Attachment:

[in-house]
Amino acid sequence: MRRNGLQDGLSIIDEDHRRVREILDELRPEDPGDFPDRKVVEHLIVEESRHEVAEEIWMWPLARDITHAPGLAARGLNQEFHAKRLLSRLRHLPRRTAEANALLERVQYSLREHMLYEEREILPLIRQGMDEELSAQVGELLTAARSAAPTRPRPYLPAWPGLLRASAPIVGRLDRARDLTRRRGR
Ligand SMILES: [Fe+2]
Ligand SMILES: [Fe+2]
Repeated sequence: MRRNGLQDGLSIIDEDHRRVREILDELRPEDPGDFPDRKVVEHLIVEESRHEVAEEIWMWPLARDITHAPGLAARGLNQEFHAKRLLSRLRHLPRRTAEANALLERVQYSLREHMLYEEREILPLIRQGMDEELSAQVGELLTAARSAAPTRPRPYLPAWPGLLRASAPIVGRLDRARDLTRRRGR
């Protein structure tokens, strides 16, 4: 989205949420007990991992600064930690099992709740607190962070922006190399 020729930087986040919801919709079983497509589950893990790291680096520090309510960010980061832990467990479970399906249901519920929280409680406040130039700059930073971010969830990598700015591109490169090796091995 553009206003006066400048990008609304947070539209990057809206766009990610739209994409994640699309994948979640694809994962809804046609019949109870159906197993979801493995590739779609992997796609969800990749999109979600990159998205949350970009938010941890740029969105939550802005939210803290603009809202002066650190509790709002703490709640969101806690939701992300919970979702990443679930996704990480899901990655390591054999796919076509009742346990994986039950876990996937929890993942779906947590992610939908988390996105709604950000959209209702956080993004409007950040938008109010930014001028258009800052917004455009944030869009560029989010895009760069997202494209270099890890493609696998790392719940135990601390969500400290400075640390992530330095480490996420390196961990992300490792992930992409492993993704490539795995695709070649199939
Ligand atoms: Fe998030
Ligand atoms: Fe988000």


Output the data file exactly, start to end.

[in-house]
Amino acid sequence: MRRNGLQDGLSIIDEDHRRVREILDELRPEDPGDFPDRKVVEHLIVEESRHEVAEEIWMWPLARDITHAPGLAARGLNQEFHAKRLLSRLRHLPRRTAEANALLERVQYSLREHMLYEEREILPLIRQGMDEELSAQVGELLTAARSAAPTRPRPYLPAWPGLLRASAPIVGRLDRARDLTRRRGR
Ligand SMILES: [Fe+2]
Ligand SMILES: [Fe+2]
Repeated sequence: MRRNGLQDGLSIIDEDHRRVREILDELRPEDPGDFPDRKVVEHLIVEESRHEVAEEIWMWPLARDITHAPGLAARGLNQEFHAKRLLSRLRHLPRRTAEANALLERVQYSLREHMLYEEREILPLIRQGMDEELSAQVGELLTAARSAAPTRPRPYLPAWPGLLRASAPIVGRLDRARDLTRRRGR
């Protein structure tokens, strides 16, 4: 989205949420007990991992600064930690099992709740607190962070922006190399 020729930087986040919801919709079983497509589950893990790291680096520090309510960010980061832990467990479970399906249901519920929280409680406040130039700059930073971010969830990598700015591109490169090796091995 553009206003006066400048990008609304947070539209990057809206766009990610739209994409994640699309994948979640694809994962809804046609019949109870159906197993979801493995590739779609992997796609969800990749999109979600990159998205949350970009938010941890740029969105939550802005939210803290603009809202002066650190509790709002703490709640969101806690939701992300919970979702990443679930996704990480899901990655390591054999796919076509009742346990994986039950876990996937929890993942779906947590992610939908988390996105709604950000959209209702956080993004409007950040938008109010930014001028258009800052917004455009944030869009560029989010895009760069997202494209270099890890493609696998790392719940135990601390969500400290400075640390992530330095480490996420390196961990992300490792992930992409492993993704490539795995695709070649199939
Ligand atoms: Fe998030
Ligand atoms: Fe988000």